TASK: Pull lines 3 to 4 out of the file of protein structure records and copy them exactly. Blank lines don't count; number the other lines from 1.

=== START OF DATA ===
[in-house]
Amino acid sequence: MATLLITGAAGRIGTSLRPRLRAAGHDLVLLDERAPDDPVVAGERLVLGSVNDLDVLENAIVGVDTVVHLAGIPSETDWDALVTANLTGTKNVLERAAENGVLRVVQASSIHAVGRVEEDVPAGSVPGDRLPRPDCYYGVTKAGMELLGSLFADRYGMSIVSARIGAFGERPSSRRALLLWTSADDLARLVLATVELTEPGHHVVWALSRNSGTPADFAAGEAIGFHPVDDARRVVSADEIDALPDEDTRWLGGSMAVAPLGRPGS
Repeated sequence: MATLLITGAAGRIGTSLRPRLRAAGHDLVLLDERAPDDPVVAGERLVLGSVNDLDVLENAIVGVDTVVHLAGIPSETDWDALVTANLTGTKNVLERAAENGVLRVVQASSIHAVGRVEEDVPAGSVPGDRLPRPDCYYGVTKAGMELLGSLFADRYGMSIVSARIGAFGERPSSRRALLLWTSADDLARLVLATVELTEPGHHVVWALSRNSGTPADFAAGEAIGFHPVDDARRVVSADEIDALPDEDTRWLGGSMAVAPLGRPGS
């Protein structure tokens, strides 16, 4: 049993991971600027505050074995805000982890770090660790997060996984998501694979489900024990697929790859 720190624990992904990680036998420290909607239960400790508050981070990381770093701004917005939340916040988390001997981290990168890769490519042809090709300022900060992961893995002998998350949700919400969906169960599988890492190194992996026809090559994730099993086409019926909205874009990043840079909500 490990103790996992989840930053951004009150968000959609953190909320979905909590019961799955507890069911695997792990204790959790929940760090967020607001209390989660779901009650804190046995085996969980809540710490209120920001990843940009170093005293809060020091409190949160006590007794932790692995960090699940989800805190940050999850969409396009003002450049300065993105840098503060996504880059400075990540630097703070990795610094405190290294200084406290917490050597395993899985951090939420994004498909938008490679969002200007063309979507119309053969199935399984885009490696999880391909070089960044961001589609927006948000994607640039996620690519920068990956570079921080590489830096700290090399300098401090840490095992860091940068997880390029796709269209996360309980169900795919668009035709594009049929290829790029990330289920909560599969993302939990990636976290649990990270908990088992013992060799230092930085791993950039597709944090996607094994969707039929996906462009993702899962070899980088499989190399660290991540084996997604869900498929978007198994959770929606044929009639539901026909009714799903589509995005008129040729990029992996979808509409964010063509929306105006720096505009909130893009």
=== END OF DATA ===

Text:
Repeated sequence: MATLLITGAAGRIGTSLRPRLRAAGHDLVLLDERAPDDPVVAGERLVLGSVNDLDVLENAIVGVDTVVHLAGIPSETDWDALVTANLTGTKNVLERAAENGVLRVVQASSIHAVGRVEEDVPAGSVPGDRLPRPDCYYGVTKAGMELLGSLFADRYGMSIVSARIGAFGERPSSRRALLLWTSADDLARLVLATVELTEPGHHVVWALSRNSGTPADFAAGEAIGFHPVDDARRVVSADEIDALPDEDTRWLGGSMAVAPLGRPGS
């Protein structure tokens, strides 16, 4: 049993991971600027505050074995805000982890770090660790997060996984998501694979489900024990697929790859 720190624990992904990680036998420290909607239960400790508050981070990381770093701004917005939340916040988390001997981290990168890769490519042809090709300022900060992961893995002998998350949700919400969906169960599988890492190194992996026809090559994730099993086409019926909205874009990043840079909500 490990103790996992989840930053951004009150968000959609953190909320979905909590019961799955507890069911695997792990204790959790929940760090967020607001209390989660779901009650804190046995085996969980809540710490209120920001990843940009170093005293809060020091409190949160006590007794932790692995960090699940989800805190940050999850969409396009003002450049300065993105840098503060996504880059400075990540630097703070990795610094405190290294200084406290917490050597395993899985951090939420994004498909938008490679969002200007063309979507119309053969199935399984885009490696999880391909070089960044961001589609927006948000994607640039996620690519920068990956570079921080590489830096700290090399300098401090840490095992860091940068997880390029796709269209996360309980169900795919668009035709594009049929290829790029990330289920909560599969993302939990990636976290649990990270908990088992013992060799230092930085791993950039597709944090996607094994969707039929996906462009993702899962070899980088499989190399660290991540084996997604869900498929978007198994959770929606044929009639539901026909009714799903589509995005008129040729990029992996979808509409964010063509929306105006720096505009909130893009």